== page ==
Agreements Under Competition Law

Each lays down certain conditions that must be met in order for the agreement to be exempted from the block exemption. Those conditions may include, for example, conditions relating to the market shares held by the parties and the types of restrictions contained in the agreement. A number of EU block exemptions have been introduced into UK national law, with some minor changes, and will continue to apply after Brexit under UK competition law. The Commission has opened proceedings against companies in the consumer electronics market* The Commission for the Protection of Competition has opened ex officio an investigation into infringements of competition and has carried out enforcement operations on the premises of roaming companies (…) There is no equivalent exemption for anti-competitive agreements. However, in certain circumstances, a dominant undertaking may demonstrate that it has an objective justification for abusive conduct. The defined types of joint production and specialisation agreements are covered by the revision of the specialisation agreement block exemption (SBE).6 Otherwise, the guidelines are included in the guidelines. Specialization is when one party stops or reduces the production of a given product and buys it from the other party (this can be done on the basis of reciprocity if each producer withdraws from a market and sources products from the competitor, or unilaterally). There is no general block exemption for standardisation agreements, although standardisation activities are carried out in some sectors, such as .B. In the past, insurance companies have benefited from an automatic exemption under sectoral block exemptions. However, useful guidelines are provided by the guidelines, which recognise that standardisation agreements can benefit consumers and promote competition, in particular by promoting the development of new and improved products or markets, reducing production and distribution costs, improving and maintaining quality, ensuring interoperability and compatibility.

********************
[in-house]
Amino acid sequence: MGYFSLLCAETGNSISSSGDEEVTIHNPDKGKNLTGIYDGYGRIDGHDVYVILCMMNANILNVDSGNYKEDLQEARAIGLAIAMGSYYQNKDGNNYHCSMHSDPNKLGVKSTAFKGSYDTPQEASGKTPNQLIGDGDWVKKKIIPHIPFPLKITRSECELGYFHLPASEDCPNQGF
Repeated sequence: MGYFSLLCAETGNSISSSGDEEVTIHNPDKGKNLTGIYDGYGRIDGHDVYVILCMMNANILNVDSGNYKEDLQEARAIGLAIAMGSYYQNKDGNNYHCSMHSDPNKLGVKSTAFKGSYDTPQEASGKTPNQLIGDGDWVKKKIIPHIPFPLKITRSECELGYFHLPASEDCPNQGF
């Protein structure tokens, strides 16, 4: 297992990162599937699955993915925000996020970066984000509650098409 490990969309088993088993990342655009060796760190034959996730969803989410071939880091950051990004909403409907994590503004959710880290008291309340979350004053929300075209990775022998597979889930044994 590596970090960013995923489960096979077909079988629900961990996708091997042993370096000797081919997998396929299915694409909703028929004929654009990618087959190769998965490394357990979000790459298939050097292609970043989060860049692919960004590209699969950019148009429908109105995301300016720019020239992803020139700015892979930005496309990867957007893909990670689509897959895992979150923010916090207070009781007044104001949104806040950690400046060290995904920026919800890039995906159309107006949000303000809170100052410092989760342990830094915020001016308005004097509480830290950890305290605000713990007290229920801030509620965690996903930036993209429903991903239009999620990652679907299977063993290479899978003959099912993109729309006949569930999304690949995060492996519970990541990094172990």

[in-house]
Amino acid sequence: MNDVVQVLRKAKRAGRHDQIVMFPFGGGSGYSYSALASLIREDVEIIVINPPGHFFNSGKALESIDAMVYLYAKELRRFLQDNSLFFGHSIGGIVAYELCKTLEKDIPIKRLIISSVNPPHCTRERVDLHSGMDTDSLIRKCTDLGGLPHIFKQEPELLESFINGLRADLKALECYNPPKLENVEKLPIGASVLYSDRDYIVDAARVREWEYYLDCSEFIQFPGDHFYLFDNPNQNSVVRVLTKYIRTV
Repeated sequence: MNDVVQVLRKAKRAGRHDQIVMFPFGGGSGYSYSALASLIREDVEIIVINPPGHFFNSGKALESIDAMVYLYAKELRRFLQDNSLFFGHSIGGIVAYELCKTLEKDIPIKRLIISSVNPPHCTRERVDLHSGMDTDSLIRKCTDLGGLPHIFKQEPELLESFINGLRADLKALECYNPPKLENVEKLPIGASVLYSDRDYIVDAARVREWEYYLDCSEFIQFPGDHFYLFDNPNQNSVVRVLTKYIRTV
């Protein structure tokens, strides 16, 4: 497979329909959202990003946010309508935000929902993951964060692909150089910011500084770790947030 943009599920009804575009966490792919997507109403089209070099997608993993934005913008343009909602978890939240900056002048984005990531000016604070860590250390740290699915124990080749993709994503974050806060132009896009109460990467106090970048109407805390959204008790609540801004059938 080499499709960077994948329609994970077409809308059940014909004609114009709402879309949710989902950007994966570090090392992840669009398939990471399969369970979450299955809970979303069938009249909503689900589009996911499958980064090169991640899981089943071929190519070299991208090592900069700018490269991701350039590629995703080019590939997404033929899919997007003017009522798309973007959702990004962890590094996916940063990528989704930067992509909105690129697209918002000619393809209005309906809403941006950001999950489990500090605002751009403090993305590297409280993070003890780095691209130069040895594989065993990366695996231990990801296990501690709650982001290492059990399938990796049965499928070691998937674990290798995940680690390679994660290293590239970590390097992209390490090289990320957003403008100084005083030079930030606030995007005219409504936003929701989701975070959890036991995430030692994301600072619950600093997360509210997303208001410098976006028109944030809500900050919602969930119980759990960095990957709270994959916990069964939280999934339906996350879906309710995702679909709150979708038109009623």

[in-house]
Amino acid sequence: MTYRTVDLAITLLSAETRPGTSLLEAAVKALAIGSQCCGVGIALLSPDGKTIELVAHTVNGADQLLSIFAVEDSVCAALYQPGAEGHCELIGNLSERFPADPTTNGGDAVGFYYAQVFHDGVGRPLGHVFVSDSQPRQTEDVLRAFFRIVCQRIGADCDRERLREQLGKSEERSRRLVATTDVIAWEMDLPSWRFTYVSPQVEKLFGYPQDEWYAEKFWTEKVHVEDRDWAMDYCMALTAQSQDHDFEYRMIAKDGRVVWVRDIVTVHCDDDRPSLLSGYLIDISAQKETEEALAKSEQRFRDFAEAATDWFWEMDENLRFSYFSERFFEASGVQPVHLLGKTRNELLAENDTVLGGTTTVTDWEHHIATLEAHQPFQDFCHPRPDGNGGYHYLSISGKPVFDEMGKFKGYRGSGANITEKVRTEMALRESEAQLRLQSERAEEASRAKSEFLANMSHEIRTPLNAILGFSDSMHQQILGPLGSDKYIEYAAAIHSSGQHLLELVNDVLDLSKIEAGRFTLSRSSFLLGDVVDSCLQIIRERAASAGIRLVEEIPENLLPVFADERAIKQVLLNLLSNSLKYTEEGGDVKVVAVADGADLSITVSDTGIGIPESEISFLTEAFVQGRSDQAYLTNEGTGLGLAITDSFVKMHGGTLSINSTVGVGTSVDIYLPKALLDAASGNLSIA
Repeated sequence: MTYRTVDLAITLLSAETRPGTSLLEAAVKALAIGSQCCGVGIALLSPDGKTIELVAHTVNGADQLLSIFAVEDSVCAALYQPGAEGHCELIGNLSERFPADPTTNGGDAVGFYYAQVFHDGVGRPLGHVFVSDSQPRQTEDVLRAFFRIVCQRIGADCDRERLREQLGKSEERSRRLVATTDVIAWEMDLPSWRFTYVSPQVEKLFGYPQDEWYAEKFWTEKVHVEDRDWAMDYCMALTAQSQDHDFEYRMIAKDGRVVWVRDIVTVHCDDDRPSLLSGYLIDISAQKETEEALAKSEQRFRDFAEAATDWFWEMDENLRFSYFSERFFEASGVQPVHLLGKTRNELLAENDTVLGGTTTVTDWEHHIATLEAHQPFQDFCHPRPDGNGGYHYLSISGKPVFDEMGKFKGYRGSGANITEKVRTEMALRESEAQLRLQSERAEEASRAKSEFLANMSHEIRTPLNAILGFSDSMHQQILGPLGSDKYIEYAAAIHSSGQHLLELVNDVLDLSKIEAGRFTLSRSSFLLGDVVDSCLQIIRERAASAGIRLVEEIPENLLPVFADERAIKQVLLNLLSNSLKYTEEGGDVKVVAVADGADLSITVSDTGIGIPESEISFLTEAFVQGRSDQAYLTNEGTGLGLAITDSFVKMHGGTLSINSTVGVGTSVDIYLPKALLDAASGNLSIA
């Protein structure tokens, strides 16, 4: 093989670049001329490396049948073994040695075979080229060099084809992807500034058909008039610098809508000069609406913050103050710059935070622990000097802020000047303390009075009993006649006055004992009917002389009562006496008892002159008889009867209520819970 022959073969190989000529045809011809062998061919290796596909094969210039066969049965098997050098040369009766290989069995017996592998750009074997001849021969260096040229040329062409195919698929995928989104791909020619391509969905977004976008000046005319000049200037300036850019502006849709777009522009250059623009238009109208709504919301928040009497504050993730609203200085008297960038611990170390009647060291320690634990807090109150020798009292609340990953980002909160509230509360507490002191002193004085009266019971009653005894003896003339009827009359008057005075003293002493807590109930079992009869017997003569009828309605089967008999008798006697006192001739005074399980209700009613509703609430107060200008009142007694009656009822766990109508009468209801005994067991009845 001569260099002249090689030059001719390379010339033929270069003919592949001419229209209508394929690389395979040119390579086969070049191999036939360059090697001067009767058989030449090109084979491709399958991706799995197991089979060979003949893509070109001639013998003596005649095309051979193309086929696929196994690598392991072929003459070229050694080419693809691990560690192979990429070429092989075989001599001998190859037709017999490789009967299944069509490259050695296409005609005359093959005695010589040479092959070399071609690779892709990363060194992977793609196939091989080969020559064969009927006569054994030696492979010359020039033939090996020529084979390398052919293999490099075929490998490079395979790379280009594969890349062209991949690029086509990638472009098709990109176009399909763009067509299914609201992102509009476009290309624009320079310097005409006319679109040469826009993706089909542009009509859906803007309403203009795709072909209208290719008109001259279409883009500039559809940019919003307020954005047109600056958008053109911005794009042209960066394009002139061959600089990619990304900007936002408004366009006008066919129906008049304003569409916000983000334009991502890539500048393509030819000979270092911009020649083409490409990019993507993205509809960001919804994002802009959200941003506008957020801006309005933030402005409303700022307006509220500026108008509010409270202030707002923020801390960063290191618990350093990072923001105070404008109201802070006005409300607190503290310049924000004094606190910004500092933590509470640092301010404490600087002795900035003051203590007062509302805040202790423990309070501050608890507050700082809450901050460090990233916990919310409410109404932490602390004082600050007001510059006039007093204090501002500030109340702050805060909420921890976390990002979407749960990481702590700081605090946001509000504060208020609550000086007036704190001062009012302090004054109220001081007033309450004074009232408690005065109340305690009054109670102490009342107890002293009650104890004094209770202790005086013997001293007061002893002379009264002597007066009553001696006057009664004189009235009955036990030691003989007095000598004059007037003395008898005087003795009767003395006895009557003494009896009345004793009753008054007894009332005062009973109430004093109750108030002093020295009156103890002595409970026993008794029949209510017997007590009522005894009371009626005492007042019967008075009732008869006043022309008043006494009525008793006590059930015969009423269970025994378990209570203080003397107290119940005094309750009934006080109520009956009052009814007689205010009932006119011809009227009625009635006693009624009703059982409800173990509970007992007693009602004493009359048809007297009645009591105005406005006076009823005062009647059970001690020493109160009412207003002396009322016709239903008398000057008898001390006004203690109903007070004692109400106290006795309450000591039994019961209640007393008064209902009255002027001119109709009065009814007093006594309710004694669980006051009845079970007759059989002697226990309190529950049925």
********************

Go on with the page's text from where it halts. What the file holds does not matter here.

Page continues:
`horizontal cooperation` means agreements or arrangements between undertakings operating at the same level of the supply chain, i.e. actual (or potential) competitors, for example. B a joint R&D project of competing technology companies or a sales and marketing joint venture between competitors. In contrast, “vertical” agreements are agreements between companies operating at different levels of the supply chain, for example. B a supply contract from a supplier of raw materials to a manufacturer or a distribution agreement between a manufacturer and a retailer4. From a competition law point of view, competitors are particularly important when certain sensitive parameters (e.g. B price and/or production) are coordinated or where cooperation allows parties already with strong market positions to gain, maintain or increase market power (resulting in negative effects on the market in terms of price, production, product quality, product diversity or innovation). . . .